The financing on American Airlines Arena, which opened on Dec. 31, 1999, is unique. The Heat paid the full construction costs of the $213-million building, which is owned Miami-Dade County. That's good! In exchange, Miami-Dade gave them the $38-million plot of land, and promised $6.5 million in annual subsidies. That's bad. The county, never great with arena math, also negotiated a share of the profits. This year, for the first time ever, there were enough profits for the Heat to cut a check.
The specifics of the revenue sharing are quite favorable for the Heat. In addition to the annual subsidy, the Heat have gotten first crack at the profits to pay off the construction financing. Until LeBron James arrived, there was never enough money left over for the landlord county. Even in these recent good years, the Heat were allowed to deduct past losses.
But 2013 was a big year, and Miami-Dade finally saw a cent on the building it owns. Here's how it breaks down.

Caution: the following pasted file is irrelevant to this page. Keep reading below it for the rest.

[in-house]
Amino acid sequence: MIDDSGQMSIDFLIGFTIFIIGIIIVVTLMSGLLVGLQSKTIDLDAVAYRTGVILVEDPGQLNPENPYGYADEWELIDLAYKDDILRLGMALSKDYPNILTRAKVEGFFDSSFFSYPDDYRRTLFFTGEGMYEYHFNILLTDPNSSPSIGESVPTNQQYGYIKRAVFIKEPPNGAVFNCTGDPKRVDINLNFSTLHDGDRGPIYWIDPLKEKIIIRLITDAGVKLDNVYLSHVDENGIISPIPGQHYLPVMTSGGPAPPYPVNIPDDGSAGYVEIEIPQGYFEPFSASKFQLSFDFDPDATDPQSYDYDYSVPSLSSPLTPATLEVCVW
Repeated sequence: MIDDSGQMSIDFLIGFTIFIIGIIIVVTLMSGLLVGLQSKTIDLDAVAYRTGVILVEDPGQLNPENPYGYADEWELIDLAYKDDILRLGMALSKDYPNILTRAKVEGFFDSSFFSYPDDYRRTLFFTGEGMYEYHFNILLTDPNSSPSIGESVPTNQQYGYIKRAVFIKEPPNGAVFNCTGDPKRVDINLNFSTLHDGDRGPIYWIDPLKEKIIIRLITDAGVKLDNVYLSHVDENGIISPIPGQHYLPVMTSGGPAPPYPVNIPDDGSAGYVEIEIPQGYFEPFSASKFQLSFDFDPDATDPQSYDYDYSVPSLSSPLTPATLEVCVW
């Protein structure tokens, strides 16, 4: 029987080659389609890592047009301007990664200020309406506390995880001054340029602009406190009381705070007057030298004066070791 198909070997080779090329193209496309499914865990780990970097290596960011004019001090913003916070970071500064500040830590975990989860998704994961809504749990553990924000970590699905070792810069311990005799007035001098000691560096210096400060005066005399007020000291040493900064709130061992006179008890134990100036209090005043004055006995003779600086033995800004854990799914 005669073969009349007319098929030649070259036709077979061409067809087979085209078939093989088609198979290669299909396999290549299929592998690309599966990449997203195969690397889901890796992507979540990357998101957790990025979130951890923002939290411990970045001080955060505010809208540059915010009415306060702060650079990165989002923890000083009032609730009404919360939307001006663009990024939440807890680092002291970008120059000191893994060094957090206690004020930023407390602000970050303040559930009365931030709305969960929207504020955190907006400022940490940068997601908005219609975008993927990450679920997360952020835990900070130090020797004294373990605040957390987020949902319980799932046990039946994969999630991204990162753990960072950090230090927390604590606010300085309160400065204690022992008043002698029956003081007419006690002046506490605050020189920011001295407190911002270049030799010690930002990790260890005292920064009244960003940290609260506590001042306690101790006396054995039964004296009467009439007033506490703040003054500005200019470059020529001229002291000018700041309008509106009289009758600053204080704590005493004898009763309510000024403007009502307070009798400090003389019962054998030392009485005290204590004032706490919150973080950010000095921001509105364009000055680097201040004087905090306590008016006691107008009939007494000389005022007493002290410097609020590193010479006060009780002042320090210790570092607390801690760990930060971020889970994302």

- The arena turned a $30 million cash profit this year. (That includes only concessions, suites, and club seats, not any of the much higher profits from merchandising, TV revenue, and general admission seats.
- Of that, the Heat took $14 million toward paying off construction costs.
- The Heat also took an additional $1.3 million to cover the cost of facility upgrades.
- The Heat then pocketed another $14 million, as per the terms of the lease.
- The agreement stipulates that the team gets 60 percent of what remains.
That leaves the amount the Heat delivered to Miami-Dade County today, a grand total of $257,134.12.
Oh, and the Heat are looking for an increase in the annual subsidy the team receives from the county. They want it more than doubled, to $17 million a year.
Maybe this is what politicians are referring to when they talk about the economic impact of stadiums and arenas?